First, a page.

I see that the BBC is reporting (thanks, NAEE) that the new PISA tests assessing global competences will not be taken in England. The DfE is, it seems, joining the United States, Germany, France, Denmark, the Netherlands, Finland and Ireland in deciding not to do so. Schools in Scotland, Australia and Canada will, however, as I expect will the Welsh.
A Scottish government spokeswoman said it was keen on any test that would help young people to "thrive in today's world". Since when did any school test do this, I wondered. She went on:
"The results will help us understand how we can further support young people to be responsible global citizens, capable of taking part in local, regional and global decision making and debate."
The BBC report said:
"The concept of global competence was intended to test how well young people were prepared to work alongside people from different cultures and with different beliefs. The test will measure tolerance, cultural awareness and how well teenagers can distinguish between reliable sources of information and fake news. It will consider issues such as racism, cultural identity and prejudice."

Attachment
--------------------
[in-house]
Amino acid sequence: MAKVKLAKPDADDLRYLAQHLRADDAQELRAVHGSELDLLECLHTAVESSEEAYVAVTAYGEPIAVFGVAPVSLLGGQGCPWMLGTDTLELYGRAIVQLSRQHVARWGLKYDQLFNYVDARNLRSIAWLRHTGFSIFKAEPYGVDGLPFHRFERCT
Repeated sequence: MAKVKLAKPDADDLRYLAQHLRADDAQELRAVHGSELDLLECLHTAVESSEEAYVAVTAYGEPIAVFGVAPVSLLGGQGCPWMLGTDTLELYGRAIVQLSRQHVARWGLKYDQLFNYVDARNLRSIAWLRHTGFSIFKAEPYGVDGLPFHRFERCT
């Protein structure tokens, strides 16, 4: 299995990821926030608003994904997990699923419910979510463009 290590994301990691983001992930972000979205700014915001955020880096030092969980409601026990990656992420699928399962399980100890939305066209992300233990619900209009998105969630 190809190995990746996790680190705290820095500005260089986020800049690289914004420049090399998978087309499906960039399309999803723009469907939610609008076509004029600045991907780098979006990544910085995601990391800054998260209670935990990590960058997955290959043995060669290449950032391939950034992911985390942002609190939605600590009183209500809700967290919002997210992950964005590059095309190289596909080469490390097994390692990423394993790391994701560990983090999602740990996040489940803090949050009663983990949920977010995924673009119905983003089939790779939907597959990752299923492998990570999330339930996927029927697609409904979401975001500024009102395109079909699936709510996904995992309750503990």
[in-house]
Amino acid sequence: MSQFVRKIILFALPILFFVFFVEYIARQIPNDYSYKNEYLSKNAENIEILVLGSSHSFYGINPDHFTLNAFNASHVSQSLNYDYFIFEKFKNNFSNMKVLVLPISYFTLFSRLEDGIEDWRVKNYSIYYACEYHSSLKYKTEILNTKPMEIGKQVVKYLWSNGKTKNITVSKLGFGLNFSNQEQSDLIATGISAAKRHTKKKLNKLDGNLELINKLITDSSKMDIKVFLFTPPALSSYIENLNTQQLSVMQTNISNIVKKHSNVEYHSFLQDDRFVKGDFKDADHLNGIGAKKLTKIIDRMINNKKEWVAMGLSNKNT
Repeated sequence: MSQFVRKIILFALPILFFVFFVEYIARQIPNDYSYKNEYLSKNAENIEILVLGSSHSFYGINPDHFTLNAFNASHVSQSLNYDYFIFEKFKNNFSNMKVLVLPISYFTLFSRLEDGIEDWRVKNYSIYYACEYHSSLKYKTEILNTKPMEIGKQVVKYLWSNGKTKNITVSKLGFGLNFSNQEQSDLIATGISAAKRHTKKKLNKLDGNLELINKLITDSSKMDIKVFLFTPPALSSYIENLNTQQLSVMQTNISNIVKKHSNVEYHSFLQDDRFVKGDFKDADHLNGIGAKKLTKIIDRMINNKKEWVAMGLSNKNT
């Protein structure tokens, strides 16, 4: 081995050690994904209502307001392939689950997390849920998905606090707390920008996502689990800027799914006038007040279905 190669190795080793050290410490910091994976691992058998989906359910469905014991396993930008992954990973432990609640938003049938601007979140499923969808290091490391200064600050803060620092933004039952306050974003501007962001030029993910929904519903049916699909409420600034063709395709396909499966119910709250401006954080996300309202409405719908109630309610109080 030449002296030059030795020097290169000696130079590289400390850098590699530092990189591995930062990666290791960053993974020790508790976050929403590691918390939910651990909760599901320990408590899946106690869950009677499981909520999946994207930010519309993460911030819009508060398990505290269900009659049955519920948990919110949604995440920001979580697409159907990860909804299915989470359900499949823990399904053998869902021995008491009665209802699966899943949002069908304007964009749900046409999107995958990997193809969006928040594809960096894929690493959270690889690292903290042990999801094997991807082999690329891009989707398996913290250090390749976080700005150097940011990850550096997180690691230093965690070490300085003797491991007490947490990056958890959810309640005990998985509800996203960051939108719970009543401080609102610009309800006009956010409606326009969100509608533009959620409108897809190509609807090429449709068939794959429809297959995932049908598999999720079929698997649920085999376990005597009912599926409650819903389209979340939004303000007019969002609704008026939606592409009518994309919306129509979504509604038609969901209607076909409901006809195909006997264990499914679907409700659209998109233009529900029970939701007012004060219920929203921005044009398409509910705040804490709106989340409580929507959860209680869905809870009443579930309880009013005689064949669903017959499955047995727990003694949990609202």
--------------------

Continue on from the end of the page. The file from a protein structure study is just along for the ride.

Andreas Schleicher, the OECD's education director, said the success of education systems had to be measured on more than exam results. Alongside globalisation and the rise of social media, Schleicher said, there had been a "polarisation" in beliefs, which meant that some teenagers could be left with little awareness of the views of other people. Schleicher says that the new PISA test is underpinned by the idea that young people should understand other cultures, show respect for "human dignity" and be able to objectively analyse information.
He added that although OECD has been trailing these plans for a new kind of PISA test for the past year, some countries were reluctant to be compared on these measures, and there had been a "hesitation" about moving from discussing students' beliefs to "hard data" from testing them. "I take a different view" he said, "the only way to get serious ... is to look at the truth."
Truth? It's hard to know where to start with this balony – other than to note that Schleicher has a lot of personal kudos invested in the new test as I noted last month. His notion that the test would reveal the countries that paid only "lip service" to the ideas of tolerance and inclusion is risible. "What do students actually think? What do students actually know?", he asks. What will he think if they say they think (or know) his new test is rubbish, I wonder? Of course, that's one question they won't be asked.
It is regrettable, however, that DfE has said that it will not allow schools to take part because this would place an "additional burden" on them. This is the argument of scoundrels as I noted the other day about PIRLS. Much better to say that the tests are nonsense, as they undoubtedly are.